Good morning, all. It's a holiday-shortened week in the U.S., but that doesn't mean you can take a break from your daily morning reads. Here are a few recommendations, along with my take.
What's in a name?
A lot, it turns out. The Obama administration was so afraid of being accused of redistributing income that the president passed over a nominee to head the Council of Economic Advisers because she had publicly advocated such policies, according to the New York Times' John Harwood. The Affordable Care Act was just a "semantic sidestep" from the name that cannot be spoken. The only way to provide healthcare for those who can't afford it is to tax those who can. Cost shifting, not a reduction in costs, is the best way to describe Obamacare, so income redistribution by another name. After all the other misrepresentations -- such as, if you like your healthcare plan, you can keep it -- who's keeping track?
Assessing the labor market
Harvard's Greg Mankiw walks us through various measures to assess the true state of the labor market. The employment-to-population ratio, even for prime working-age adults, is well below pre-recession levels. Long-term unemployment is still elevated and well above levels that preceded the last recession. Both those measures suggest a fair amount of slack in the U.S. economy. At the same time, the job vacancy rate and average hourly earnings are showing signs of improvement. Mankiw says it will be up to Janet Yellen, who is expected to be confirmed as Fed chairman, to figure out which data series are telling the truth.
Forward rates: the good, the bad and the ugly
UCLA economist James Hamilton looks at forward rates, then and now, to see if the bond market is buying the Fed's assurances that there will be no rate increases for the next couple of years. And yes, the market has heard the Fed loud and clear. "The forward curve implies overnight rates that remain below 25 basis points through the end of 2014, and only rise very slowly after that, with the rate still below 2.5 percent until the end of 2017," Hamilton writes on his blog. This is either a sign the Fed's communication policy is succeeding, or a vote of no-confidence on the prospects for a return to robust economic growth anytime soon. Either/or. Take your pick.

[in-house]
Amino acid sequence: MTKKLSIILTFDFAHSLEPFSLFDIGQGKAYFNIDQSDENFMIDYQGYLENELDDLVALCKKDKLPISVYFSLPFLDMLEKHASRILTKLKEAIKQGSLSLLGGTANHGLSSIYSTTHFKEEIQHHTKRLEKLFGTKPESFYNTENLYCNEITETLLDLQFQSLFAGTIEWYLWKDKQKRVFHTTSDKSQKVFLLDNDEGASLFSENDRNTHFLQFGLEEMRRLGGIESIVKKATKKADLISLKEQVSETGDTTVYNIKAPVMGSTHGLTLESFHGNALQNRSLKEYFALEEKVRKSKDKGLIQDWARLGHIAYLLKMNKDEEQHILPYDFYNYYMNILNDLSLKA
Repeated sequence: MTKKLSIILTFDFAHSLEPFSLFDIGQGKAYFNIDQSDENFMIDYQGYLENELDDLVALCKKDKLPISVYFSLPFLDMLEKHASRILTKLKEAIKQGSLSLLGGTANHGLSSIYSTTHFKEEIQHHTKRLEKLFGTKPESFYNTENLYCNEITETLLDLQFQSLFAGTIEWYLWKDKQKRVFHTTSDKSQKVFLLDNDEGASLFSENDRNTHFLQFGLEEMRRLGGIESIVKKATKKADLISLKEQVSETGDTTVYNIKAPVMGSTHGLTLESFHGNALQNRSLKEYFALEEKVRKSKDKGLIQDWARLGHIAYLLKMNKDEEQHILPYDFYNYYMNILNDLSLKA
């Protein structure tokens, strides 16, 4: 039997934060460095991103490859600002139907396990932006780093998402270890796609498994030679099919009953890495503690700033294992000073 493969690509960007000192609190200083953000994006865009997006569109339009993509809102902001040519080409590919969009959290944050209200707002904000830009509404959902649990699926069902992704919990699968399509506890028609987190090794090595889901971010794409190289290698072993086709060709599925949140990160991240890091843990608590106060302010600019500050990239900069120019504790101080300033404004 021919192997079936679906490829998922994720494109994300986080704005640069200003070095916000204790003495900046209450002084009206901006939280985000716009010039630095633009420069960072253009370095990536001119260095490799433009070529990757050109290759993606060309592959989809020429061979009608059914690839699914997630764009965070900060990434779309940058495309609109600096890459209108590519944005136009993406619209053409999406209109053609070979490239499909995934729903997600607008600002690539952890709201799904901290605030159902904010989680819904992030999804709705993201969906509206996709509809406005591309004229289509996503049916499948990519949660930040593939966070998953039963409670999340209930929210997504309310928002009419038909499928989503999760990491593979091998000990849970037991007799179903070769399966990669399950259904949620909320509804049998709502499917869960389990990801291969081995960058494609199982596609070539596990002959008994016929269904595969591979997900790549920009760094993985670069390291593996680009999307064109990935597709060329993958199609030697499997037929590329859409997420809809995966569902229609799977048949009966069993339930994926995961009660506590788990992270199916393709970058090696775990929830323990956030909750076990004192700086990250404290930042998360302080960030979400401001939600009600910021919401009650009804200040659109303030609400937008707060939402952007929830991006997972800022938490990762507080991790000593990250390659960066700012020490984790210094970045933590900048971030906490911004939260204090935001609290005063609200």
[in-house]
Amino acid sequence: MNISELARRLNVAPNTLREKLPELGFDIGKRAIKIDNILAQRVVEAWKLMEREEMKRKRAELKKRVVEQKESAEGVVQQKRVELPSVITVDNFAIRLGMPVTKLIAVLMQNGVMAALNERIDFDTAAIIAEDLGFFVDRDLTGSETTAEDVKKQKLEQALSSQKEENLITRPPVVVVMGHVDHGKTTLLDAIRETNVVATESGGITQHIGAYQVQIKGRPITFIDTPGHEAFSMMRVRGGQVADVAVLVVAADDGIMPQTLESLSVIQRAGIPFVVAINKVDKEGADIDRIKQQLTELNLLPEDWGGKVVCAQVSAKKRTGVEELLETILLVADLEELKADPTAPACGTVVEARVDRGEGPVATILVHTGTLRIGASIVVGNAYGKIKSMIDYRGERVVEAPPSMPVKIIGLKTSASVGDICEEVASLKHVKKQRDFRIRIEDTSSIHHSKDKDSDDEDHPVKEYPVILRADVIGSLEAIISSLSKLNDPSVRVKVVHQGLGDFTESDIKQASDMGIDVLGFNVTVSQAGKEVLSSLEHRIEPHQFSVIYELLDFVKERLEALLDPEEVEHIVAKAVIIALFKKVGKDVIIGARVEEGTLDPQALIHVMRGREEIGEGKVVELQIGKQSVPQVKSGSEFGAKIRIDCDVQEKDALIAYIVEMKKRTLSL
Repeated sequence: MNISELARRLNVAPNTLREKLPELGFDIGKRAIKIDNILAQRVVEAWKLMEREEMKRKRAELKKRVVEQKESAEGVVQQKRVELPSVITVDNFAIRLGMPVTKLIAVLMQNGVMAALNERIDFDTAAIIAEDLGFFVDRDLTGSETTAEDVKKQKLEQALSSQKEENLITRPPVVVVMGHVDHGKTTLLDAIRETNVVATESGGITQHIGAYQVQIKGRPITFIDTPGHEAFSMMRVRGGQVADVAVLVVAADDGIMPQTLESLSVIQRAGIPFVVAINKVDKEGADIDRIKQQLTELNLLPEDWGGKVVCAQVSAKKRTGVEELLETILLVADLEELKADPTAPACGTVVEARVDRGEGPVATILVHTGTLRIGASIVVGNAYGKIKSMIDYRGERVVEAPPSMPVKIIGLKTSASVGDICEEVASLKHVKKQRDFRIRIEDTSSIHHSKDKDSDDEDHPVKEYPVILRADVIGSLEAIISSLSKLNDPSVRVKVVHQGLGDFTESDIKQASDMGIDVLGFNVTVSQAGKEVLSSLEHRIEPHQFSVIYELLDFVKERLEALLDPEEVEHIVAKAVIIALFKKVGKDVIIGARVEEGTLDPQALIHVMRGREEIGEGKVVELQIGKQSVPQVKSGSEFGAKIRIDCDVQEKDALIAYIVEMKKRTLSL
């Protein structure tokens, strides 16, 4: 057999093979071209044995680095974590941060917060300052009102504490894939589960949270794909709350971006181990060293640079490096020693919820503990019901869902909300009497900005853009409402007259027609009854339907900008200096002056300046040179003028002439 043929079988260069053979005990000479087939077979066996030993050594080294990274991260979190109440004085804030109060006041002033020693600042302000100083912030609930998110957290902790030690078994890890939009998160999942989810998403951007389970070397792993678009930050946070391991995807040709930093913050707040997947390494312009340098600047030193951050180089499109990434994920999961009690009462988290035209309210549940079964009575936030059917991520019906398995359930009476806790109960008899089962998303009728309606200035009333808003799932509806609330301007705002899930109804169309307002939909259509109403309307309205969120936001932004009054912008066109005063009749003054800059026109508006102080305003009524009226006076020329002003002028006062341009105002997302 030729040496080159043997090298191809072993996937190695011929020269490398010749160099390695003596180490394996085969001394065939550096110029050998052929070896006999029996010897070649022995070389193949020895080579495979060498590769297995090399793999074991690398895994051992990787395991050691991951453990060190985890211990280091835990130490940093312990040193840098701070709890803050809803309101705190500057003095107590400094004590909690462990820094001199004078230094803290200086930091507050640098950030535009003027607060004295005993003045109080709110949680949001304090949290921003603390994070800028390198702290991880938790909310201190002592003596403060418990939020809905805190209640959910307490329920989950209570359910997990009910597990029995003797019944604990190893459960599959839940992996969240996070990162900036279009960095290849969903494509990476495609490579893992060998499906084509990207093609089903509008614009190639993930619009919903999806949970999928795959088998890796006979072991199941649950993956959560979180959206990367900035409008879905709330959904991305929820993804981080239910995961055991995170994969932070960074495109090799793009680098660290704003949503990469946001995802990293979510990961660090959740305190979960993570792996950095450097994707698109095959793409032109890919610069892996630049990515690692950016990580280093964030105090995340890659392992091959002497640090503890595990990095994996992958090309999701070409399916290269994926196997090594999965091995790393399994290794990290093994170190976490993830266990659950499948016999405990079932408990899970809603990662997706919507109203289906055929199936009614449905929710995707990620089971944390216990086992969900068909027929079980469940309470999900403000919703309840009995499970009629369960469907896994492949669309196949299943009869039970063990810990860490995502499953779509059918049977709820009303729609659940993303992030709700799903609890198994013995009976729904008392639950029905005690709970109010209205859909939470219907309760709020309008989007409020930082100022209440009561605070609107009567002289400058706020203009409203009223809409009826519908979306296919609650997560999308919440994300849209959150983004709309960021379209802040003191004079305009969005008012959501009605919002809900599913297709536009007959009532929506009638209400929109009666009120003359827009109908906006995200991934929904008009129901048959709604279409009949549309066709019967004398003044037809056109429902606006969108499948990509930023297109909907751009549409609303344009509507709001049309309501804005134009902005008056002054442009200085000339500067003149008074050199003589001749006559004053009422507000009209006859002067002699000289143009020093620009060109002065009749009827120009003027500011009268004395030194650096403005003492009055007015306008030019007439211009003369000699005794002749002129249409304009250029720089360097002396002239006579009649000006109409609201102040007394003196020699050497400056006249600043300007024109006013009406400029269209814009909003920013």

The problem with GDP
I'm not talking conspiracy theory here or silly assertions that government statisticians are cooking the numbers. Rather, economist David Henderson of Econlog explains why GDP is a bad measure of well-being. He takes the hypothetical example of the U.S. Postal Service which, after privatization, cuts costs in half. Businesses and consumers are better off spending half as much on mail as they did before, leaving them with an equal amount to spend on something else. But in terms of GDP, there is no net change in economic well-being. Just something to think about.
Banks threaten tit for tat
Some U.S. bank executives have threatened to charge businesses and consumers for deposits if the Fed lowers the interest rate it pays banks on their excess reserves, according to the Financial Times. Lowering IOER is just one strategy the Fed is exploring to give the economy some much-needed oomph. Making a loan becomes that much more attractive when the spread between lending rates and interest earned on deposits parked at the Fed widens. Every policy maker who takes to the podium these days seems to have a different idea on how to provide more stimulus. I wouldn't hold my breath on the implementation of a new plan just yet, though, especially with a changing of the guard in January.
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